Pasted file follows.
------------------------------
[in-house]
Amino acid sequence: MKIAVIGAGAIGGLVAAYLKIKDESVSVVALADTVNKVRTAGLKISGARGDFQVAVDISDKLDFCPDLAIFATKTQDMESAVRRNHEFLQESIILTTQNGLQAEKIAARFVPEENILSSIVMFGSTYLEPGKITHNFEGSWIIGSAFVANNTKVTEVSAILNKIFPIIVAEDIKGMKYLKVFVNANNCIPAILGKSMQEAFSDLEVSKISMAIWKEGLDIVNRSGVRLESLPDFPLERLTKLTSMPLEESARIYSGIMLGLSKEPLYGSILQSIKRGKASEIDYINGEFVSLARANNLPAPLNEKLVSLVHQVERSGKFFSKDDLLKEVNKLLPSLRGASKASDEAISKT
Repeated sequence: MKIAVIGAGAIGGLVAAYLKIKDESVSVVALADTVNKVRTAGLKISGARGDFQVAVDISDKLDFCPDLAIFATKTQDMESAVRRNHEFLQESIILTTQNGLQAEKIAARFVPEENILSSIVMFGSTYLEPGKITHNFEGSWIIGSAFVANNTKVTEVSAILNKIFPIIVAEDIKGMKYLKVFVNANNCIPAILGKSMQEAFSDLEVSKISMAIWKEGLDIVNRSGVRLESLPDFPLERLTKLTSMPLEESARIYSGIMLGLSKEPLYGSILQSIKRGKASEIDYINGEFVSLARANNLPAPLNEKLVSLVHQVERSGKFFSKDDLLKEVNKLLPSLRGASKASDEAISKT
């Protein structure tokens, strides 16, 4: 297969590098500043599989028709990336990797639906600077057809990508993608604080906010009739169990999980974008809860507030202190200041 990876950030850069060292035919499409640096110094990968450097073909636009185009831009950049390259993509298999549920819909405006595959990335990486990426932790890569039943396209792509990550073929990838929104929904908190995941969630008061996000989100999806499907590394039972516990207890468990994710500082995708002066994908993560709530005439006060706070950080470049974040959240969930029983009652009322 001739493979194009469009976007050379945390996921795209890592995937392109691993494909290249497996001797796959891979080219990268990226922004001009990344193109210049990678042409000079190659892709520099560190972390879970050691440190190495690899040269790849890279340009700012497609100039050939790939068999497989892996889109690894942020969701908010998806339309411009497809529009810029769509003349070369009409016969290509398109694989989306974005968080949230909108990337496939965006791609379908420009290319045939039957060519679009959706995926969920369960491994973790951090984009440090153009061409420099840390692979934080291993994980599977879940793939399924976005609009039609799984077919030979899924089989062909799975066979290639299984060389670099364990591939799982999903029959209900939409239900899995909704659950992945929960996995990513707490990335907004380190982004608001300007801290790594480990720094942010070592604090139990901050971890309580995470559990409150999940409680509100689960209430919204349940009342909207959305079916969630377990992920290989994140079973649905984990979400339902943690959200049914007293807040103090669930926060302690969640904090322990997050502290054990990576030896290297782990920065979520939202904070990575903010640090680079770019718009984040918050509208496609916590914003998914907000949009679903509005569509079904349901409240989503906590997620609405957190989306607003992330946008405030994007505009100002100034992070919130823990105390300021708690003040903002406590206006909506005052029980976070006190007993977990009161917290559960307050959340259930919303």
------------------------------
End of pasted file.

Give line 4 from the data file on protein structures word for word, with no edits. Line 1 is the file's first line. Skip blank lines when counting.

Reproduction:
């Protein structure tokens, strides 16, 4: 297969590098500043599989028709990336990797639906600077057809990508993608604080906010009739169990999980974008809860507030202190200041 990876950030850069060292035919499409640096110094990968450097073909636009185009831009950049390259993509298999549920819909405006595959990335990486990426932790890569039943396209792509990550073929990838929104929904908190995941969630008061996000989100999806499907590394039972516990207890468990994710500082995708002066994908993560709530005439006060706070950080470049974040959240969930029983009652009322 001739493979194009469009976007050379945390996921795209890592995937392109691993494909290249497996001797796959891979080219990268990226922004001009990344193109210049990678042409000079190659892709520099560190972390879970050691440190190495690899040269790849890279340009700012497609100039050939790939068999497989892996889109690894942020969701908010998806339309411009497809529009810029769509003349070369009409016969290509398109694989989306974005968080949230909108990337496939965006791609379908420009290319045939039957060519679009959706995926969920369960491994973790951090984009440090153009061409420099840390692979934080291993994980599977879940793939399924976005609009039609799984077919030979899924089989062909799975066979290639299984060389670099364990591939799982999903029959209900939409239900899995909704659950992945929960996995990513707490990335907004380190982004608001300007801290790594480990720094942010070592604090139990901050971890309580995470559990409150999940409680509100689960209430919204349940009342909207959305079916969630377990992920290989994140079973649905984990979400339902943690959200049914007293807040103090669930926060302690969640904090322990997050502290054990990576030896290297782990920065979520939202904070990575903010640090680079770019718009984040918050509208496609916590914003998914907000949009679903509005569509079904349901409240989503906590997620609405957190989306607003992330946008405030994007505009100002100034992070919130823990105390300021708690003040903002406590206006909506005052029980976070006190007993977990009161917290559960307050959340259930919303």